Report on Popocatepetl (Mexico) — 11 April-17 April 2001
Smithsonian / US Geological Survey Weekly Volcanic Activity Report, 11 April-17 April 2001
Managing Editor: Gari Mayberry
Please cite this report as:
Global Volcanism Program, 2001. Report on Popocatepetl (Mexico). In: Mayberry, G (ed.), Weekly Volcanic Activity Report, 11 April-17 April 2001. Smithsonian Institution and US Geological Survey.
19.023°N, 98.622°W; summit elev. 5393 m
All times are local (unless otherwise noted)
Several small-to-moderate exhalations occurred during the week at Popocatéptl. CENAPRED reported that at 1948 on 16 April a moderate explosion sent incandescent fragments up to 2 km away from the volcano's crater to the NE and NW and produced an ash plume that rose 4 km above the crater and drifted to the SW. The 40-second-long eruption partially destroyed the lava dome that had formed within the crater over the course of several weeks. The volcano remained at Alert Level Yellow Phase III, with a restricted 12-km-radius area.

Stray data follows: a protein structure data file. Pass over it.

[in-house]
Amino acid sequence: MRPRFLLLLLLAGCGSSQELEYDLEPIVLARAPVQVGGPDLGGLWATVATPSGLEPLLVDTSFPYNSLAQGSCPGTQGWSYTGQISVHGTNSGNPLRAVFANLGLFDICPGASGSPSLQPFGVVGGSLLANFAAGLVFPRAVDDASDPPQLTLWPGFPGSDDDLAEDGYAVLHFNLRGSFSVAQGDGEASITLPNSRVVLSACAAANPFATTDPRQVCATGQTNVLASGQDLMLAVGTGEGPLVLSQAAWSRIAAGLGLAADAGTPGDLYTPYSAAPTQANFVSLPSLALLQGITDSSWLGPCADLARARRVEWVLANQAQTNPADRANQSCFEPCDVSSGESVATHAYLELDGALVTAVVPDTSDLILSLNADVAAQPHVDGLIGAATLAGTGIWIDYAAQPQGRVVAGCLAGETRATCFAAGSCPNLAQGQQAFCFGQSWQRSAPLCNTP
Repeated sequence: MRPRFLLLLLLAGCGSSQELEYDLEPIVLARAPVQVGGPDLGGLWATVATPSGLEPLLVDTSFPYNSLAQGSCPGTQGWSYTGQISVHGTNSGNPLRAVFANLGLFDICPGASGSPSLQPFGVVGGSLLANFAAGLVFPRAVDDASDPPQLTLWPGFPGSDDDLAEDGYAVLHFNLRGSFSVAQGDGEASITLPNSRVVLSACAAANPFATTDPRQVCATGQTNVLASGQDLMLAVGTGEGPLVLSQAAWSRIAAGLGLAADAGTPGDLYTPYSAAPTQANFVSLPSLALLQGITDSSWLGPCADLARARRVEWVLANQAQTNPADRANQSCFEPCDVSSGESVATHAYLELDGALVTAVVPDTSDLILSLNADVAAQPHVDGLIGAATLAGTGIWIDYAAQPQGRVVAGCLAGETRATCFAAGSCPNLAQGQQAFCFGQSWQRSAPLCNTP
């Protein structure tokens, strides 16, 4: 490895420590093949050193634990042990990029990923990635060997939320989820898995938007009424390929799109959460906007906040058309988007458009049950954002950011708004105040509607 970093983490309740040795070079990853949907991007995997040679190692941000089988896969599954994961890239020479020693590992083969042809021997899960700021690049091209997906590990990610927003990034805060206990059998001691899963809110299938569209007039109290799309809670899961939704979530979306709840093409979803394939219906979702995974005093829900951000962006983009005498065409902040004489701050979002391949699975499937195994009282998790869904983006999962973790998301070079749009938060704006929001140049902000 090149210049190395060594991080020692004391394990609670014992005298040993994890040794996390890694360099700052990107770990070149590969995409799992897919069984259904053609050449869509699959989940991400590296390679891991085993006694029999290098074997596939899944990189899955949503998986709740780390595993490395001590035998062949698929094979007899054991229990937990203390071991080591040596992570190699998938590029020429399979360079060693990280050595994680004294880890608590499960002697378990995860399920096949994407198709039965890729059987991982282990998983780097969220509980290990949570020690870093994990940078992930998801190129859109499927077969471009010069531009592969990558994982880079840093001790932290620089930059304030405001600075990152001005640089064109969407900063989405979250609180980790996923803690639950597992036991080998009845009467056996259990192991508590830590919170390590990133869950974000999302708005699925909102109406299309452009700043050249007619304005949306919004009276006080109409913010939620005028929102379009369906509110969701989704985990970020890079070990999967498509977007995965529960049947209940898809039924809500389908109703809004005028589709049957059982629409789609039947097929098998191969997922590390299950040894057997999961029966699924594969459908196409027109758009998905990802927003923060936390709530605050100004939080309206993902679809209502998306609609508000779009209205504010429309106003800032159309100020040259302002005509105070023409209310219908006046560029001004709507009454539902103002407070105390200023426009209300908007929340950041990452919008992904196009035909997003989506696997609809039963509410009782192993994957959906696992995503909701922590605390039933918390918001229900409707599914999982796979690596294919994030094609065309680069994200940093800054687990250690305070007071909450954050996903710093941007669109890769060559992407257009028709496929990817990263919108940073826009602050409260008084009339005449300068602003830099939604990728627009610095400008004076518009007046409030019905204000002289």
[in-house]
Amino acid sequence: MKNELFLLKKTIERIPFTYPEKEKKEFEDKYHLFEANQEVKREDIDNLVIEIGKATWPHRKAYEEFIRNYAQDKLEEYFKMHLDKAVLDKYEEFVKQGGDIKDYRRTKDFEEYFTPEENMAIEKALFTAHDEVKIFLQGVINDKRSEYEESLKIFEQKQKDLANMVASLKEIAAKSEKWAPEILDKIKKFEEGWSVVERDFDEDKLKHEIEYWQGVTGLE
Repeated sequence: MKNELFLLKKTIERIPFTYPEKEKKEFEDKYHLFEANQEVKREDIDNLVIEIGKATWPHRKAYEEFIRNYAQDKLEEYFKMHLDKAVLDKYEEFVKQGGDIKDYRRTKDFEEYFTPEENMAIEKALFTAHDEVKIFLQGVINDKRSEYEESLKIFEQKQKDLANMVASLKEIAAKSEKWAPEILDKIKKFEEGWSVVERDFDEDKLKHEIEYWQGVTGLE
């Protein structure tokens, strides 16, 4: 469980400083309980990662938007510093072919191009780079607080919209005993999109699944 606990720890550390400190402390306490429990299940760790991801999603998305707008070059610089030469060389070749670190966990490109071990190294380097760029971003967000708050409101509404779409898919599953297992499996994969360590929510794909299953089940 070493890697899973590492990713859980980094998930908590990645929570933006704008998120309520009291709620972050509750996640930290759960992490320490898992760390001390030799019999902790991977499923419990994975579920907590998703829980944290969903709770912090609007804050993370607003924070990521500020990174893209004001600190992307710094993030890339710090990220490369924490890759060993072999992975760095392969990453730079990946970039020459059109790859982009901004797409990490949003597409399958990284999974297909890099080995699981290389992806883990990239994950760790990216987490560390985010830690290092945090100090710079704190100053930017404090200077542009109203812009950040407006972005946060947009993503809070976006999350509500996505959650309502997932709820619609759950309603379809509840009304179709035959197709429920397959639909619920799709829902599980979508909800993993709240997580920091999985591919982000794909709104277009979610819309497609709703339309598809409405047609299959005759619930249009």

Geologic Background. Volcán Popocatépetl, whose name is the Aztec word for smoking mountain, rises 70 km SE of Mexico City to form North America's 2nd-highest volcano. The glacier-clad stratovolcano contains a steep-walled, 400 x 600 m wide crater. The generally symmetrical volcano is modified by the sharp-peaked Ventorrillo on the NW, a remnant of an earlier volcano. At least three previous major cones were destroyed by gravitational failure during the Pleistocene, producing massive debris-avalanche deposits covering broad areas to the south. The modern volcano was constructed south of the late-Pleistocene to Holocene El Fraile cone. Three major Plinian eruptions, the most recent of which took place about 800 CE, have occurred since the mid-Holocene, accompanied by pyroclastic flows and voluminous lahars that swept basins below the volcano. Frequent historical eruptions, first recorded in Aztec codices, have occurred since Pre-Columbian time.